The City of Los Angeles is giving the Google cloud a major endorsement with a $7.25 million, five-year deal in which the city will use Google’s Gmail and other office applications.
Google is claiming this as a major win for its enterprise cloud division. Perhaps best of all for Sergey and Larry, however, is that more than $1.5 million of the payments come indirectly from archrival Microsoft.
“According to Los Angeles City Council minutes, just over $1.5 million for the project will come from the payout of a 2006 class action lawsuit between the city and Microsoft,” the IDG News Service reports. “Microsoft paid $70 million three years ago to settle the suit, brought on behalf of six California counties and cities who alleged that Microsoft used its monopoly position to overcharge for software. Microsoft has paid out more than $1 billion in other class-action settlements based on similar claims.”
So there you go. Microsoft is helping the Los Angeles government pay off a multimillion dollar contract with Google. But the deal is significant for other reasons.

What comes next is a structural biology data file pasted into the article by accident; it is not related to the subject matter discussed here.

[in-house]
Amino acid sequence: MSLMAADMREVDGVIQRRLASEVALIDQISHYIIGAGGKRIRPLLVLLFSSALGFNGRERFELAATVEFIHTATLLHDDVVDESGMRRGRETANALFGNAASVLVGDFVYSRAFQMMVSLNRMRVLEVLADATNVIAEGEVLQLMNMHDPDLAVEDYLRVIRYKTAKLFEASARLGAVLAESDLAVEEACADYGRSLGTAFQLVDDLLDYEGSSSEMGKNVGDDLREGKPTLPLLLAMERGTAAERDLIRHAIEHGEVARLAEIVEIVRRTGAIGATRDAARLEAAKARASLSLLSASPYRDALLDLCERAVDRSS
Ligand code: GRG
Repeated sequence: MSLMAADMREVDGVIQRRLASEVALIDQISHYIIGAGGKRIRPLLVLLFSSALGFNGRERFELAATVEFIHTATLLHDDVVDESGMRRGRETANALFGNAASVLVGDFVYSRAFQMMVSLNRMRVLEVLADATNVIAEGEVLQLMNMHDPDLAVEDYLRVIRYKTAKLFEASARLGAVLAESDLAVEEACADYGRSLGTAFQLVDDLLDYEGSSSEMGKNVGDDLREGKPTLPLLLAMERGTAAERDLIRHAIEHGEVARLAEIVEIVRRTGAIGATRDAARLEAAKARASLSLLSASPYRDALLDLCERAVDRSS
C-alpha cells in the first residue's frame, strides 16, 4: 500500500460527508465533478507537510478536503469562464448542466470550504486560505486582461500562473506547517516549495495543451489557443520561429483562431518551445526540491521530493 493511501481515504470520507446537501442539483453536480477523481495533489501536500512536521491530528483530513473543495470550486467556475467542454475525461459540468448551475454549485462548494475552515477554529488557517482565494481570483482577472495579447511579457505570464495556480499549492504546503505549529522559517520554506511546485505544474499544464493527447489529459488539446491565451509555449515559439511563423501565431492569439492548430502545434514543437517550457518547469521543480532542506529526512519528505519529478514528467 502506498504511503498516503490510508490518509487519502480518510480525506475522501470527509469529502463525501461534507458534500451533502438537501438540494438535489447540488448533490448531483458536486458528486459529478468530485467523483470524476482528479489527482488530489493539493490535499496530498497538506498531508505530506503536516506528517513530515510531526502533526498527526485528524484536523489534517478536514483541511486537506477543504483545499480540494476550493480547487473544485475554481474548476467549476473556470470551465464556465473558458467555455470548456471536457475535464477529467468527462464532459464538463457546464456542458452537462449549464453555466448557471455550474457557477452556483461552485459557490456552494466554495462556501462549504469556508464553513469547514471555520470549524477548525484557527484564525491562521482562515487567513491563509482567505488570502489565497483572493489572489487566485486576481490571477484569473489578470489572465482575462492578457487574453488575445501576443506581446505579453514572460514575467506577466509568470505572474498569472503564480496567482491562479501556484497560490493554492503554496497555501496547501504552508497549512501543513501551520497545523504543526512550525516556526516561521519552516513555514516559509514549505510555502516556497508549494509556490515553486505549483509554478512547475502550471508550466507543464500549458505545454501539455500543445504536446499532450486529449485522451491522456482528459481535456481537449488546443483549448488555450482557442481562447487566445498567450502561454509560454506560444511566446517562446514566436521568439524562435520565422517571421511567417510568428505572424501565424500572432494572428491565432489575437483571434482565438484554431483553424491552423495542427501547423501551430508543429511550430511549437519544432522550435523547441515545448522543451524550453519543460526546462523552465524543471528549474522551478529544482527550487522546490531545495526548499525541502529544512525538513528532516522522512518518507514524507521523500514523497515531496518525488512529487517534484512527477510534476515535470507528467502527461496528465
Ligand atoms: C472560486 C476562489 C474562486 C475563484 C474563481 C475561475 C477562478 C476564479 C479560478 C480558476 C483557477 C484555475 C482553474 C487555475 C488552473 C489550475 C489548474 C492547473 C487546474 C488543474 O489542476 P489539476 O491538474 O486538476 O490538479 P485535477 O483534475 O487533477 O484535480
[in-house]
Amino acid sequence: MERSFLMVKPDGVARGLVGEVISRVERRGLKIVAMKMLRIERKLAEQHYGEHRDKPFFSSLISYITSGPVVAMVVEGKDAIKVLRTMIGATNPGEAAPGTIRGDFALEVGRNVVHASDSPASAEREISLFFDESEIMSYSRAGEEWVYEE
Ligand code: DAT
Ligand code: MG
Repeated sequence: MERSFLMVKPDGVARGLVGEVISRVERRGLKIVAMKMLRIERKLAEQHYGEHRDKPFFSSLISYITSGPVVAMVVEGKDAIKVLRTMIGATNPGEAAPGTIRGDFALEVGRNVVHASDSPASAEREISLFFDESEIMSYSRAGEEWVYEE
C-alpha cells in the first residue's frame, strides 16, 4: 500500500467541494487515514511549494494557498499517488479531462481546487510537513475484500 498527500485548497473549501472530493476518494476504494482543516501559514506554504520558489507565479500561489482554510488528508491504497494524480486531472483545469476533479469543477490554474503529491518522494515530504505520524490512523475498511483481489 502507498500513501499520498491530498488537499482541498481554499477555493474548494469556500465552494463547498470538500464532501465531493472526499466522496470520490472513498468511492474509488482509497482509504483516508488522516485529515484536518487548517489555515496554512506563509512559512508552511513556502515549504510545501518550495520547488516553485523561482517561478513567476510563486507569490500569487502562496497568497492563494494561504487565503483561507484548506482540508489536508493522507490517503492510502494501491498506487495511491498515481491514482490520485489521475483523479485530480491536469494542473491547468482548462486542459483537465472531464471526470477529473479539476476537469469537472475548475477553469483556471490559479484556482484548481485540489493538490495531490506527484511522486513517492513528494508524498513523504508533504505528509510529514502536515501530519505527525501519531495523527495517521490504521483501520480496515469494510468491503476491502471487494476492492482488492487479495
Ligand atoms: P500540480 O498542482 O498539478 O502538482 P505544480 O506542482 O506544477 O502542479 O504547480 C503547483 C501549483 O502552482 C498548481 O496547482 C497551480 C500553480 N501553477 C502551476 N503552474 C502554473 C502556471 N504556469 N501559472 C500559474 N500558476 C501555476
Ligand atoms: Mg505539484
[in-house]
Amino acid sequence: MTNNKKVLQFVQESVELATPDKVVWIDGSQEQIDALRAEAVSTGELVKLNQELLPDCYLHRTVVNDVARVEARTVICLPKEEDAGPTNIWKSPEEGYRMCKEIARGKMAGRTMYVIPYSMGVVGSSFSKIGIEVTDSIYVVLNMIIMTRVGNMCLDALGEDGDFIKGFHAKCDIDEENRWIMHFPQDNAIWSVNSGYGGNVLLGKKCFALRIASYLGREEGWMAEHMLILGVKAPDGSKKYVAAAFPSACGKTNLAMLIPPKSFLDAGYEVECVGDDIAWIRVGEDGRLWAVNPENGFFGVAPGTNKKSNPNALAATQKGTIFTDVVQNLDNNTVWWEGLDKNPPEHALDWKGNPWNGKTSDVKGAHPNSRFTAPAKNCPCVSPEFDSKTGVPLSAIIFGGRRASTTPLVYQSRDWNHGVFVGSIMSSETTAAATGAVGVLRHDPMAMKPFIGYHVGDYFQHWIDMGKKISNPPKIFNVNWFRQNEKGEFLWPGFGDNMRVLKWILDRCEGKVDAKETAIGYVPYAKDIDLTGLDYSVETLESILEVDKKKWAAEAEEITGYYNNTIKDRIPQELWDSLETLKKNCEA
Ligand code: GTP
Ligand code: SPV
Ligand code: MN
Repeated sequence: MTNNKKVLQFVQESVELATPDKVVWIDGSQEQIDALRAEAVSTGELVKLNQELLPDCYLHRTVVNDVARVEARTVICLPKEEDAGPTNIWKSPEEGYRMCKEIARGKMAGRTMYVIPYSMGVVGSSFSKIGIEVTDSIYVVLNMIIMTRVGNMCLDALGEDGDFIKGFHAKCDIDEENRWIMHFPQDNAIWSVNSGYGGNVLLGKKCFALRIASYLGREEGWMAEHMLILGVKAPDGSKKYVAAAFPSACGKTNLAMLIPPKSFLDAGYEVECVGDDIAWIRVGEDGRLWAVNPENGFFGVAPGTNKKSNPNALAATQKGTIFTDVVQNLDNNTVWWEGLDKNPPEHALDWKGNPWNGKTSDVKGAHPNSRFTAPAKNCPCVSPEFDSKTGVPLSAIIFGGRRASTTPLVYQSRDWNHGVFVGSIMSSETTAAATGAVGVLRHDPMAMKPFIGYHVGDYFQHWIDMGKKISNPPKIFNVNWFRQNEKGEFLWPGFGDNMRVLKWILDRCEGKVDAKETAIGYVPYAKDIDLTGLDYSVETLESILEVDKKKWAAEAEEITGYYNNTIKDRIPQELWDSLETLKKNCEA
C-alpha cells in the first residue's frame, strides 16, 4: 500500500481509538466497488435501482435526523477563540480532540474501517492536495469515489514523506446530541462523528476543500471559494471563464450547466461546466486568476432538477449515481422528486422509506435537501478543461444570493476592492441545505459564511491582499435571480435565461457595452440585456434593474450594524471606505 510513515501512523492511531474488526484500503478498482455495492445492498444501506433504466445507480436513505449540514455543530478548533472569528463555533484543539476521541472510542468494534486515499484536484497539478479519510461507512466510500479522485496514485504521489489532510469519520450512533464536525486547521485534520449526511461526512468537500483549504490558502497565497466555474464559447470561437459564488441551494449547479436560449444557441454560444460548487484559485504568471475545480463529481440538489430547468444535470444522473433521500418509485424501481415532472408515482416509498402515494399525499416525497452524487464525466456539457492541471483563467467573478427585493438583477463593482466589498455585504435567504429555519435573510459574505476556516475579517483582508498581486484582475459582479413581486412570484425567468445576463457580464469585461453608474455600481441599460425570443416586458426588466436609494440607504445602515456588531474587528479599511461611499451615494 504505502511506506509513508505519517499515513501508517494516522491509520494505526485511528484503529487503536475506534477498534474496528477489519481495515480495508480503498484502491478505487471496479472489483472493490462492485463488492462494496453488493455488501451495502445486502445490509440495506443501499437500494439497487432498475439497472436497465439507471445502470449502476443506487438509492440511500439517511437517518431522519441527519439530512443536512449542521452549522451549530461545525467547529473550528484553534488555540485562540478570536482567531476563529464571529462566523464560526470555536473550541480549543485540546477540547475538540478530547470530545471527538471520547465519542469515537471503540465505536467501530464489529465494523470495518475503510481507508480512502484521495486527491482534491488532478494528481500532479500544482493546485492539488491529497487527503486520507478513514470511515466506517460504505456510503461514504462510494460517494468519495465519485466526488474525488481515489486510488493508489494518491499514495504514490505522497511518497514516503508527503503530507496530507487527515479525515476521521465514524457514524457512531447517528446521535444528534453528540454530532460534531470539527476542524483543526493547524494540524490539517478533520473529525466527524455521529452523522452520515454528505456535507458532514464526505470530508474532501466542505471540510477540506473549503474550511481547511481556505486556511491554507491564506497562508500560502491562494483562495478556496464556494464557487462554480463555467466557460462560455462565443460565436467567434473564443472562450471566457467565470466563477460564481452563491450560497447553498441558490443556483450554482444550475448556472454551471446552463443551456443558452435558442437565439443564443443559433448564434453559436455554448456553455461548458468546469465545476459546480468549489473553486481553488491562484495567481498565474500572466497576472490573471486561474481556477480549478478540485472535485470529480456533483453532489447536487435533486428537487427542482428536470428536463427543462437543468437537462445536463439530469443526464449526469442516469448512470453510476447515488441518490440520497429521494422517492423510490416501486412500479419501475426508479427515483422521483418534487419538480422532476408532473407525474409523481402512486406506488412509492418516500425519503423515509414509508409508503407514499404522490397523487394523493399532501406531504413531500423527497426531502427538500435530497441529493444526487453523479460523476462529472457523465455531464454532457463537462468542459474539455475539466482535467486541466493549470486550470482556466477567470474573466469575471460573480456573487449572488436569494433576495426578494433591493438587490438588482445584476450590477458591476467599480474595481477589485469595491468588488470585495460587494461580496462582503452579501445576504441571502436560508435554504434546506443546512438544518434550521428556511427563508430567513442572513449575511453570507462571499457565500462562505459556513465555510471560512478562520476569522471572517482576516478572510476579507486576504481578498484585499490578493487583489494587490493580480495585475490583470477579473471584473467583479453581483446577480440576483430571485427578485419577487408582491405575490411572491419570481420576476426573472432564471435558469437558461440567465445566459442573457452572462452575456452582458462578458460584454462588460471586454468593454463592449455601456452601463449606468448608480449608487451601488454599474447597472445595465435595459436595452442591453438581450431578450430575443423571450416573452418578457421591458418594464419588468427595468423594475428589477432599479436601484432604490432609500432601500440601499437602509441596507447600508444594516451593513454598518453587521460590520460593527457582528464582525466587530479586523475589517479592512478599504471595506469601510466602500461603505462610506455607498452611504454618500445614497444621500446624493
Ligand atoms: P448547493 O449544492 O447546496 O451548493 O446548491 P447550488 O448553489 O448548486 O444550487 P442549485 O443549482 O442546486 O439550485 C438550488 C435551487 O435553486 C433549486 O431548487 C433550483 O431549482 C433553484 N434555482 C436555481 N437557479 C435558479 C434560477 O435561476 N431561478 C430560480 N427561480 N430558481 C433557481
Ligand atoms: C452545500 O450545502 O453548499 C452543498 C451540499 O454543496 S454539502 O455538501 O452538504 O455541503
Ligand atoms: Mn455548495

Los Angeles, obviously, is a major city with serious IT needs. Governments have to follow strict regulatory requirements, and Google has been trying to prove that it can meet those demands. This deal could give Google some nice momentum in convincing businesses that its cloud-based services are ready to provide enterprise-class security and performance. The fact that Google gets to stick it to Microsoft at the same time just makes it all the sweeter.
Jon Brodkin writes about Microsoft, Google, browsers, operating systems, PCs, mobile devices, cloud computing, virtualization, open source and a bunch of other tech stuff for Network World. He also cares just a little bit too much about Boston sports teams. Follow Jon on Twitter @jbrodkin.
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